May 2, 2011

MAY’S BOOK OF THE MONTH AND Q&A WITH THE AUTHOR

    
 
BREATH & BONE
by Thelma T. Reyna
Finishing Line Press


SUMMARY: This award winning poetry collection is filled with poems about Reyna’s memories and life experiences. Although some of the poems deal with real-life challenges of poverty, pain, and death, Reyna knows exactly how to convey such emotions through beautiful lyrical pieces of literature. 








Q&A WITH THELMA T. REYNA


Q: What does poetry mean to you? What inspires your poetry?

Poetry is a very special compressed language, a shorthand way of expressing a lot. It’s a melting pot of other arts: photography (a snapshot in time), music (the rhythms and rhymes), and art (the verbal painting of pictures). The best poetry can stir deep thinking for days, or move your emotions, or make you smile with a few lines. The best poetry is timeless and universal, defying circumscriptions. What inspires my poetry? Any hour of the day, almost any action, almost any person, any place, and most thoughts that stir and stay.


Q: What is a chapbook? How is it different from short stories and novels?

A chapbook is “a small book,” according to the dictionary. It’s usually paperback and slim, sometimes without a spine. My new poetry chapbook, BREATH & BONE, is a bit larger than 5X8 inches, so it looks like a regular book from the front, but it’s far slimmer. Chapbooks can be of any genre: poetry (most frequent, I believe), stories, essays, etc. Whereas a regular book of poetry might be 50-100 pages long, for example, a chapbook of poems might only be about 30-40 pages long.


Q: You write short stories and nonfiction, and now poetry. Is this a new medium for you, or have you written poetry before?

I’ve published poetry before, going back more than 20 years, and it was my first love as a budding writer in high school. But I’ve never been prolific. I completed a couple of manuscripts in past years, but didn’t try to publish them. BREATH & BONE is my first attempt to publish a collection of poems in book-length format.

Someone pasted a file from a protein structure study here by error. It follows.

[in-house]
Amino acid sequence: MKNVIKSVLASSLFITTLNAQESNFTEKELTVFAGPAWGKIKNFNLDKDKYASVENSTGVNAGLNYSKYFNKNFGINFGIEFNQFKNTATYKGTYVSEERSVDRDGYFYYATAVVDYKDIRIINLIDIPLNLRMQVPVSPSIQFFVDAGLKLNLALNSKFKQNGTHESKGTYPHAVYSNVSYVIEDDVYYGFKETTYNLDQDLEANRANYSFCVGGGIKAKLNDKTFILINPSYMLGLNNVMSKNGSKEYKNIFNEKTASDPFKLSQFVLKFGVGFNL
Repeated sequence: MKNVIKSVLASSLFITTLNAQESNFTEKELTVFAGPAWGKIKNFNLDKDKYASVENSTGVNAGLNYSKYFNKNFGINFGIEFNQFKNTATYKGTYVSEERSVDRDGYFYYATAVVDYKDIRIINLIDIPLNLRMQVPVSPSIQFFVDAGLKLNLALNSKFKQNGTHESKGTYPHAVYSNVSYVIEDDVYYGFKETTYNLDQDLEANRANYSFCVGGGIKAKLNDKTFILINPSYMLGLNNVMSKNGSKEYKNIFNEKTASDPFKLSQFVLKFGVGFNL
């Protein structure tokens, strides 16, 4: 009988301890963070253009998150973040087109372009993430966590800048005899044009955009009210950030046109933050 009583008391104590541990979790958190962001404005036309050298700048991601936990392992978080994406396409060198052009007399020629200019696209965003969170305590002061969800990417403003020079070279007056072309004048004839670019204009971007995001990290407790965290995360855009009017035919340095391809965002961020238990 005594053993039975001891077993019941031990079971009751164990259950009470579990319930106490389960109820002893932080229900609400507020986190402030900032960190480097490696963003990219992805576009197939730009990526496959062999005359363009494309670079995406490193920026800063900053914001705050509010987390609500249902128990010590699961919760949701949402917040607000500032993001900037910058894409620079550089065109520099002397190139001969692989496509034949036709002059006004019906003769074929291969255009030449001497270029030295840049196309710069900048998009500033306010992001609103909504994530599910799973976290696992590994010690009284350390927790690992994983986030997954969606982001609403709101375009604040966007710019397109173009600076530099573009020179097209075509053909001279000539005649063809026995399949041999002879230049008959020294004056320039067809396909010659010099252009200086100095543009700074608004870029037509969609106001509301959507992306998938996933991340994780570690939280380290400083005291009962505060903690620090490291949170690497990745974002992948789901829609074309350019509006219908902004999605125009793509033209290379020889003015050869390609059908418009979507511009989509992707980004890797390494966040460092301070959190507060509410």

Q: How does one write poetry? Do you have specific parameters in mind as you start? Is it harder or easier than writing novels or short stories?

I think poetry, more than the other genres, lends itself to spontaneity. You can write a good poem on the spur of the moment, after seeing, hearing, contemplating, or feeling something that truly stirs you. It might take just a few minutes, or an hour. I don’t think we can write a good story, essay, or other genres as spontaneously or as quickly. Of course, such a poem is still a “first draft” and requires polishing for maximum quality.

I’ve heard of ancient haiku masters (haiku is a three-line poem with a fixed number of syllables per line) who devoted 20 years or more to revising one single haiku! In my case, some of the poems in my chapbook are 30 years old and just a page long, but I’ve revised them over the years, and they look very different now. So, poems can be written quickly if something truly inspires their creation; but they, like all other writing, must be revised and polished, for as long as it takes.

Also, you can certainly plot out a poem, like a story, though it’s usually much shorter. But writers of book-length poems—like Shakespeare, or Rodolfo Gonzalez, author of YO SOY JOAQUIN/I AM JOAQUIN—would probably say that writing their poetry was just as challenging as writing a novel!


Q: Your book wasn't even published and it won an award. Tell us about your national recognition.

I submitted BREATH & BONE to the 2010 New Women’s Voices National Poetry Chapbook Competition, by Finishing Line Press. (It’s actually international.) I was told that my chapbook was a semi-finalist. So although it wasn’t one of the top ten winners (finalists), the publisher still selected it for publication. Of course, for many authors, even small recognitions are meaningful!


Q: Who are your favorite poets -- from past and present times?

Oh, so many! My tastes in poetry are very eclectic and multi-cultural. I love classic authors like Shakespeare, Emily Dickinson, Sylvia Plath, Langston Hughes, Maya Angelou, and Ray Bradbury. Modern-day poets include Cassie Premo-Steele and Lisa Marie Basile, East Coast poets I admire.


Q: What modern Latino poets would you recommend to The Latina Book Club readers?

There are many I’m learning about, and I’m their fan! We have the great modern classics like Luis J. Rodriguez and Pat Mora. Then we have emerging talents like Melinda Palacio, Yago Cura, Ricardo Acuna, Marisela Norte, Vanessa Libertad Garcia, and Manuel Paul Lopez. I know I’m leaving some poets out, and there’s so much talent out there!



For more information on this multi-talented author, visit http://www.thelmareyna.com/.

To order BREATH & BONE, click here.  (Scroll down) 
 
And, as always, Read Latino.